Once I realized my mistake – the guilt! The pangs of conscience! My darling starter, you’re an innocent in this cruel world, and I can’t even feed you right! Bad enough that the house is cold, we keep odd hours, and sometimes we feed you too late…but I haven’t even been feeding you enough!
Seriously, I pay more attention to the starter than the cat. Poor Lydia. Proof in the pudding? Concerned that I had irreparably damaged the starter, I’ve been monitoring it every 4-6 hours. But I can’t be home every 4-6 hours every day, and Tuesday I’m out of the house from noon until 10pm. Oh noes! So? Yesterday Sourdough came to school with me. What, you didn’t get the memo that it was “Bring your Live Active Cultures to Work” day? I’m sure I saw someone with some kimchee…
Anyway, as if that were bad enough…now I’m mustering up the guts to actually bake with this starter. The last time I tried to bake with a sourdough starter it was awful, so I’m worried. Granted, that was a much different starter, but…
Baking with a sourdough takes time and planning. And I’m not super great at that. I like my recipes to come together at the 11th hour; my most common baking failing is trying to pry a cake out of a pan much too soon before it’s cool. Sourdough, on the other hand, requires days of preparation. You need to feed the starter over the course of a few days such that it grows to the proper proportions. It has a much longer rising/proofing period than your average yeast bread. How is a girl to keep track of it all, and know when she should start the process rolling?
I spent the afternoon learning how to use conditional expressions in Excel to make a spreadsheet that would take an input time (start time, middle-time, end time, etc.) and extrapolate the rest of the procedure. So, I could say that I want to put the bread in the oven at 8am on Sunday morning, and can get a timeline of what I need to be doing. In this case, I’d need to get started with the refrigerated starter at 8pm on Thursday. Or, if I have 1/2c fresh unrefrigerated starter (as I do), I can wait until 8am on Friday to start the doubling process.
Certainly there was an easier way than the nested =IF(…, then) commands I had to write, but heck, it works, and I know how and why. Want to make some sourdough? If you’re local I’ll share my starter, and I’ll even share my spreadsheet!
Every time that Jonathan goes away and leaves me with this big house to myself, I have the impulse to do two things: spend money I shouldn’t, and bake rich desserts. Buying lovely things and baking lovely desserts really triggers the same pleasing feeling in me, and I really think that the way I managed to stay afloat in Russia on $400 a month was to sink most of that into butter, flour, eggs and sugar.
(By the way, if you’re ever in Russia, Finland or Scandinavia and want to flex your culinary skills, I highly recommend you bookmark this site: Anglo-Finno-Russo-Scandinavian Food Glossary. Really helpful to figure out what’s actually in those strange packets you buy.)
Anyhow, the last two times he’s been gone, I’ve resisted spending oodles of moolah on electronics (in June I bought a new computer the first night he was gone), and instead have been getting busy in the kitchen. First, it was chocolate cupcakes with a pink buttercream frosting. Delicious, but I realize that my current go-to chocolate cake recipe might be a little too home-made tasting for me these days. I like it because it uses cocoa powder and only requires one bowl (yes, I’m lazy and don’t like setting up a make-shift double-boiler on the stove, and cleaning melted chocolate out of it later), but the taste isn’t quite what I’m looking for right now.
This time with Jonathan gone, I realized that we’d just gone food shopping and bought a huge amount of peaches, which had been on sale but were threatening to go soft and spoil in the major food-eater’s absence. So, peach pie. Easy. Except I wasn’t in the mood for just any peach pie, and I would be going to a party (tonight, as it were), and bringing some food along is only the polite thing to do. But I didn’t have enough peaches for two peach pies, one to keep and one to bring. And I didn’t have any sort of smaller pie pan to make two small pies.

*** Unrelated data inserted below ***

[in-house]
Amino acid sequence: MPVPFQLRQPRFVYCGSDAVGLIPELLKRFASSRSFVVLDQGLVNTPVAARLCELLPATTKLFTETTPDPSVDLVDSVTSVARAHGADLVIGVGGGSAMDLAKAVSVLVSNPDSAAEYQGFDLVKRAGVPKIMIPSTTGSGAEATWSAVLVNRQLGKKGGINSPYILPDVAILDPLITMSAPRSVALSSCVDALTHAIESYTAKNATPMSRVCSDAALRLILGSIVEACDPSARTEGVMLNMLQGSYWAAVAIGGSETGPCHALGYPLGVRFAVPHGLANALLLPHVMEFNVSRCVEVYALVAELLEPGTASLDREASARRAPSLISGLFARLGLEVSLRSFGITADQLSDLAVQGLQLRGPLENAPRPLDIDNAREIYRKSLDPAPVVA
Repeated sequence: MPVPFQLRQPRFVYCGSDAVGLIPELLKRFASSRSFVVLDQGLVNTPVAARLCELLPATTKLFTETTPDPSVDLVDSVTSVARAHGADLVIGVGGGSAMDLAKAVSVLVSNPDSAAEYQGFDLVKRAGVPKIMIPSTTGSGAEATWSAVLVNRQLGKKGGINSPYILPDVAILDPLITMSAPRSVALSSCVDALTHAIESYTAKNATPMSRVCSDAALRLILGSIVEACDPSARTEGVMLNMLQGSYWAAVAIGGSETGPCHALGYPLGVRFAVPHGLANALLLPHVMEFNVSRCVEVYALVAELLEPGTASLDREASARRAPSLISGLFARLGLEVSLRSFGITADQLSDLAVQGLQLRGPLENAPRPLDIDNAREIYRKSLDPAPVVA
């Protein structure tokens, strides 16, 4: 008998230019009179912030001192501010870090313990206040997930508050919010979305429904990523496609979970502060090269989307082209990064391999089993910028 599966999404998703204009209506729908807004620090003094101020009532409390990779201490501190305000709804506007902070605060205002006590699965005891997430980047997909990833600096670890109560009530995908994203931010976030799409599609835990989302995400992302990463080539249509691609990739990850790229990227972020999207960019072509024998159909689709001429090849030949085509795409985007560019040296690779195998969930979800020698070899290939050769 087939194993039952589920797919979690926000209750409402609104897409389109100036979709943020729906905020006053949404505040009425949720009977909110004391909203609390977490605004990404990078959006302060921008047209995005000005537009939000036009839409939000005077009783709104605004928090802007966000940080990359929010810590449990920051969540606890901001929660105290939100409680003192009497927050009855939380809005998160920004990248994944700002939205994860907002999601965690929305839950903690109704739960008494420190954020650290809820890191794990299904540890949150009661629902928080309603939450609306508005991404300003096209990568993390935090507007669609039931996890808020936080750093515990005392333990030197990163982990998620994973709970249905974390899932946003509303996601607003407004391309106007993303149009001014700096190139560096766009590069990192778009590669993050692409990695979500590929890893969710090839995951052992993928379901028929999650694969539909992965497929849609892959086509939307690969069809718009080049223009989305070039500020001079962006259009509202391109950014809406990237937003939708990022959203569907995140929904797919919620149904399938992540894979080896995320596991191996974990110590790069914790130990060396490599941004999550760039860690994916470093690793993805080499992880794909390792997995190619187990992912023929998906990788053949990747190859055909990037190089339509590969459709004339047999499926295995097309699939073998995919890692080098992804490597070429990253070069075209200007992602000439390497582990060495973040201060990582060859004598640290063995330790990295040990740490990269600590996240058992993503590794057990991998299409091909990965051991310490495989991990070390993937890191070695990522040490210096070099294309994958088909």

But I did have muffin tins.
Hence, the idea was born to make mini pies. Not a regular pie maker, I of course consulted the internet, which told me it was a great idea and patted me on the back encouragingly. So, I went about making some mini peach pies.
On Friday morning, I made my crust, using AllRecipe’s French Pastry Pie Crust recipe, promising to be ideal for fruit pies:
- 3 cups all-purpose flour
- 1 1/2 teaspoons salt
- 3 tablespoons white sugar
- 1 cup shortening
- 1 egg
- 1 teaspoon distilled white vinegar
- 5 tablespoons water
- In a large mixing bowl, combine flour, salt, and sugar. Mix well, then cut in shortening until mixture resembles coarse meal.
- In a small bowl, combine egg, vinegar, and 4 tablespoons of water. Whisk together, then add gradually to flour mixture, stirring with a fork. Mix until dough forms a ball. Add one more tablespoon of water if necessary.
- Allow dough to rest in refrigerator 10 minutes before rolling out.
Next, because they were sort of juicy, and I didn’t want runny pies, I set them in a colander over a bowl to strain a bit, while I worked on my filling and crusts. The recipe I was working from didn’t mix the peaches with anything, but layered them with a butter/flour/sugar mix in the crust.
- 1/3 cup all-purpose flour
- 1 cup white sugar
- 1/4 cup butter
I subbed out half the white sugar for brown sugar, and then mixed it to a crumble. Then, I rolled out my pie crusts, and using a wide-mouthed water glass, punched out the rounds for my pie crust bottoms. They took a little bit of manipulating, but they were just about the right size for my muffin tin (could have been a bit bigger, to make that pie-like lip – I’ll know next time). I layered in peaches and crumble until the cups were full, and ended up with 18 peach mini-pies, but still a lot of crust, so I made two blueberry compote mini-pies as well, using a few spoonfuls of compote that guests had left us as filling. Then, I used the remaining crusts to make lattice tops (because what’s a fruit pie without a lattice top?) and was the mini-pie lattice top expert by the time it was done. Popped them in the oven at 350, and expected them to brown quickly, but the butter content in the crust and filling just made them very bubbly. After half an hour with only the beginnings of browning, I switched the broiler on for a few minutes to get them nice and golden.
And since we’re talking about making pies, the song “Making Pies” by Patty Griffin is firmly entrenched in my mind.
The video is just a montage someone spliced together, but the song is lovely.
Off to eat some breakfast and get me to the yarn shop. Autumn is in the air, so it may be a busy day!